Food As Both Cause and Response to Haiti’s Crisis

There was welcome news yesterday that the US Agency for International Development will distribute 2,000 metric tons of emergency food in Haiti in the form of rice, green peas and cooking oil. This is in response to a food crisis that, along with fuel shortages, rampant inflation and public outrage at corruption, has galvanized two months of anti-government protests. The irony is that this emergency food is needed, at least in part, because of US food being sold to Haiti. I know that does not make sense at first reading, but it has to do with trade imbalance.
It is unquestionably a good thing that 2,000 tons of food, including rice, is being donated from the US to Haiti. At the same time it is important to note that Haiti purchases an average of 450,000 tons of rice each year from the US (the above graph shows it as over 500,000 for 2017). This makes Haiti the second largest market in the world for American rice, which in turn makes Haiti key to the health of the rice portion of the US agricultural export market. And this is at the expense of both the farmers and the economy of Haiti.
As recently as the mid-1980s, Haiti grew almost all the rice it consumed. Now it imports 85% of its rice, and all but a fraction of that is from the US. There are three main reasons for this. First, American rice farmers are heavily subsidized by US taxpayers ($600 million in 2018). Second, tariffs on rice coming into Haiti from the US are artificially low. Third, the infrastructure for enhancing local production, packaging and distribution of Haitian rice is decades out of date. Together these factors make Haitian-grown rice significantly more expensive than imported “Miami rice,” as it is known locally.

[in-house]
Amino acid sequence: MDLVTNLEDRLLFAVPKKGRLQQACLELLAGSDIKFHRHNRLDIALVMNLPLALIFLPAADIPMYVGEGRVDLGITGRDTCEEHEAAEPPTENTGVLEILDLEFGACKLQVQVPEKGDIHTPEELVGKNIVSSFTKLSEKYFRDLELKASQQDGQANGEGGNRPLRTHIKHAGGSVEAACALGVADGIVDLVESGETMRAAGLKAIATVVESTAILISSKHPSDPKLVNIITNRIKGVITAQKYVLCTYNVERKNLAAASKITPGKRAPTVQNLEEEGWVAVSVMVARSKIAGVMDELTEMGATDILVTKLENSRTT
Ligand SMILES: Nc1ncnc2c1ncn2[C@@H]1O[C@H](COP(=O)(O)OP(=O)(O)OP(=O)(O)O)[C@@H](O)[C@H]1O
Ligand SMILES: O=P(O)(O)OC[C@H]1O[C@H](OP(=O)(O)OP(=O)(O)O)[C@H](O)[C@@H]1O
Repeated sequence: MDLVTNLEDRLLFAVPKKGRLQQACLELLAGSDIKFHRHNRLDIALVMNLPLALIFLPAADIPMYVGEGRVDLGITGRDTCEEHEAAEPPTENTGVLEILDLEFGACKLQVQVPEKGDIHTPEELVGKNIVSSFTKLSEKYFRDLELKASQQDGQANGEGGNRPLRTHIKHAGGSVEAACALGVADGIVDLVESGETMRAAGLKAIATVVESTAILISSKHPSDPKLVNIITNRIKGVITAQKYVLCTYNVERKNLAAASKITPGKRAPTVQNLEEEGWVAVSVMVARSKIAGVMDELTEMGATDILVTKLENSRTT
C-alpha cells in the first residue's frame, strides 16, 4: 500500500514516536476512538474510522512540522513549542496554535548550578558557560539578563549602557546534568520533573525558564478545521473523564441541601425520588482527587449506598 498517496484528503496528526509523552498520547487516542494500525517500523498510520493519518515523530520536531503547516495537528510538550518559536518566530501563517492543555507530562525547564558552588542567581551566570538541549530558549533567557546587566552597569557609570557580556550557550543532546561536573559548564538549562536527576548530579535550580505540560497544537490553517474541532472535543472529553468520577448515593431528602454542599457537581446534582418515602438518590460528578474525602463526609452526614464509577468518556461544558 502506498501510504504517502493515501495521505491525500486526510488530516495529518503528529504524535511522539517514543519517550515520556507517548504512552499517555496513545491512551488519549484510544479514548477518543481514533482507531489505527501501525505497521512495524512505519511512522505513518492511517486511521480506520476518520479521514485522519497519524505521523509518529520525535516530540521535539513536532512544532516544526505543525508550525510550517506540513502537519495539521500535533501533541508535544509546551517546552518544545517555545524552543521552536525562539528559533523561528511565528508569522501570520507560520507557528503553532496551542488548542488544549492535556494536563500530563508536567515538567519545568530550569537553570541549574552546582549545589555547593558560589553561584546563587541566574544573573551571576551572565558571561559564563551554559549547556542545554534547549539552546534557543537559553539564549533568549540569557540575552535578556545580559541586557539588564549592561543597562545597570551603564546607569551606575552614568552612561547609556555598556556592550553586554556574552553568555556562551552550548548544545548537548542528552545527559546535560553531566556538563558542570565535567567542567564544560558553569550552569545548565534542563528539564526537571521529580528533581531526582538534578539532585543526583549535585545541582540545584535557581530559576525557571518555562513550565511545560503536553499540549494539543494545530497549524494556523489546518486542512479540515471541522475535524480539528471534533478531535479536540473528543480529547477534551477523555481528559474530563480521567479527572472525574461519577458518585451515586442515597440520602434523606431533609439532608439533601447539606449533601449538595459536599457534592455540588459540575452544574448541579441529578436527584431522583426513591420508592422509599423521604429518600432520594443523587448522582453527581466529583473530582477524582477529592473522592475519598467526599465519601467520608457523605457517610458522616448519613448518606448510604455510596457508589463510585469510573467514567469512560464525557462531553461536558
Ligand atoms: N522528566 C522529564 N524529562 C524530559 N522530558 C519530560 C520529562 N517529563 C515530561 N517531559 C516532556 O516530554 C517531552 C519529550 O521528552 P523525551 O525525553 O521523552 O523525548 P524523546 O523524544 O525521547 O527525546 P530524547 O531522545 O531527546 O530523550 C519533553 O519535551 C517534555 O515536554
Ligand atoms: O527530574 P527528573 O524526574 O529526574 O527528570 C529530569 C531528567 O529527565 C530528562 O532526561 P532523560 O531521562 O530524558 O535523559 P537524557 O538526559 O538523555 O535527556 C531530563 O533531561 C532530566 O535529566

However, this is not just about rice. Haiti imports between 60 and 70 percent of all the food it consumes, making it particularly susceptible to a combination of inflation (imports become more expensive) and the reduced flow of those imports when ports do not function normally, as has been the case for weeks now.
To be sure, there are other factors contributing to Haiti’s food crisis. Trucks are hindered from transporting the food that does get through the ports. Stores are rarely open because of riots. There have been lower yields for domestic crops as a result of significantly lower seasonal rainfall earlier in the year. Farmers are having a hard time getting their produce to market, with so little fuel available and extensive roadblocks even when they can travel. However, the inescapable reality is that a reliance on imports has resulted in a lack of food security in a country with a disproportionate number of farmers.
When people ask what they can do to help in the aftermath of the current crisis, my suggestion is to be prepared to make agriculture a priority once rebuilding is underway. Make your donations count and your voices heard by supporting long term strategic investment in training smallholder farmers, rebuilding rural infrastructure, supporting climate-smart crop research, ensuring gender equality in agriculture, and generally helping Haiti to develop the capacity to feed itself.
Hugh Locke

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